So obviously there was a commercial opportunity there that we saw to actually move beyond delivering just video to actually servicing cycling fans in a broader sense to help fuel and power their passion for the sport, provide more information, help them become a better cyclist, really feel part of more of a global, connected community.
That really fitted in with the strategy that we’ve now adopted when it comes to certain key sports where we really think that we can take a very, very strong position and actually make a difference to the consumer. Because it’s part of our journey of going from being, a few years ago, more of a traditional broadcast company to now more of a next generation media company.
Do you already have quite a developed sense of what the product or channel or media platform that will result from this is going to be?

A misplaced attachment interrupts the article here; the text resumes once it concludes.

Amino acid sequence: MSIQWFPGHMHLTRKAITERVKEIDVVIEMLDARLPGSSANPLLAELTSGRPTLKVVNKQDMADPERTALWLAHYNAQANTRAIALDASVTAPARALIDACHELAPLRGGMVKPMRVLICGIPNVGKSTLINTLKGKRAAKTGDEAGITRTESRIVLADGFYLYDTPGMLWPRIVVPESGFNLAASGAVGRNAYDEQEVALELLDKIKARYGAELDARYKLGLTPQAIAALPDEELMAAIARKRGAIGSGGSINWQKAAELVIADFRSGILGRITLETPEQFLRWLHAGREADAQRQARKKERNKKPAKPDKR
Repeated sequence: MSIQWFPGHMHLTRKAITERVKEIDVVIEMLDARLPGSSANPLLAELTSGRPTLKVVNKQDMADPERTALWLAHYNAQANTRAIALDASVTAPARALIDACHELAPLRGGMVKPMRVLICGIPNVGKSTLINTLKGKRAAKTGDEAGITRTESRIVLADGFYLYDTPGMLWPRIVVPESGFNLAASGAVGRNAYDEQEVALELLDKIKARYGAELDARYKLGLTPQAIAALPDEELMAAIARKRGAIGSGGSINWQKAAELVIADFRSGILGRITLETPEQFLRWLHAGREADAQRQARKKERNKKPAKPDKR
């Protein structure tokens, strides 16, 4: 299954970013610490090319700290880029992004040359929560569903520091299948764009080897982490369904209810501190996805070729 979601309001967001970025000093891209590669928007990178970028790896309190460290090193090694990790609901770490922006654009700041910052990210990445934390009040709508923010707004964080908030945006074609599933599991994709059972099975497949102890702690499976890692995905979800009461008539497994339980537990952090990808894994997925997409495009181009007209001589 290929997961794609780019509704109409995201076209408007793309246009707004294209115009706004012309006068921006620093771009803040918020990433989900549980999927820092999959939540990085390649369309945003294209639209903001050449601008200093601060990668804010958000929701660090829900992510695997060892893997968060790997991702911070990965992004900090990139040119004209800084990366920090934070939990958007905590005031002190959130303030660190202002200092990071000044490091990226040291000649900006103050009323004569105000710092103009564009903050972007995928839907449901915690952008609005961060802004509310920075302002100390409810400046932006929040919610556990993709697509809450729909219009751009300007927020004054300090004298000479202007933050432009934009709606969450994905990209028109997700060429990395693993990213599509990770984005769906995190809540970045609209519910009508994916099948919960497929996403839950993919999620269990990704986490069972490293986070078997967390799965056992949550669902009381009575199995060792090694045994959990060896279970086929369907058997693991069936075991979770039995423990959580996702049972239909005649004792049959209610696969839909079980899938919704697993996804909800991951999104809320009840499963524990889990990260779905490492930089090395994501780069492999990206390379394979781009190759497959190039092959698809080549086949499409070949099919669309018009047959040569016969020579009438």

We’ve got some very strong ideas as to what people want and we actually feel that cycling fans are underserved. There are a lot of different products and services out there for cycling fans but typically it’s quite fragmented and I think there is an opportunity to pull something together that actually makes a difference and makes life easier.
From our perspective, we have all of these amazing rights but when people identified themselves as cycling fans, in many cases that’s not just about watching the professionals ride, it’s about you getting on your bike yourself or with friends, a sense of community or even just a sense of improving your own capabilities as a rider.
So there’s this entire aspect of the cycling community that just focusing on the professional aspect of the sport and broadcasting those races sort of misses out what a lot of people self-identify with when it comes to the sport. For us, that’s really, really exciting.
How closely is this going to follow the template set by GolfTV?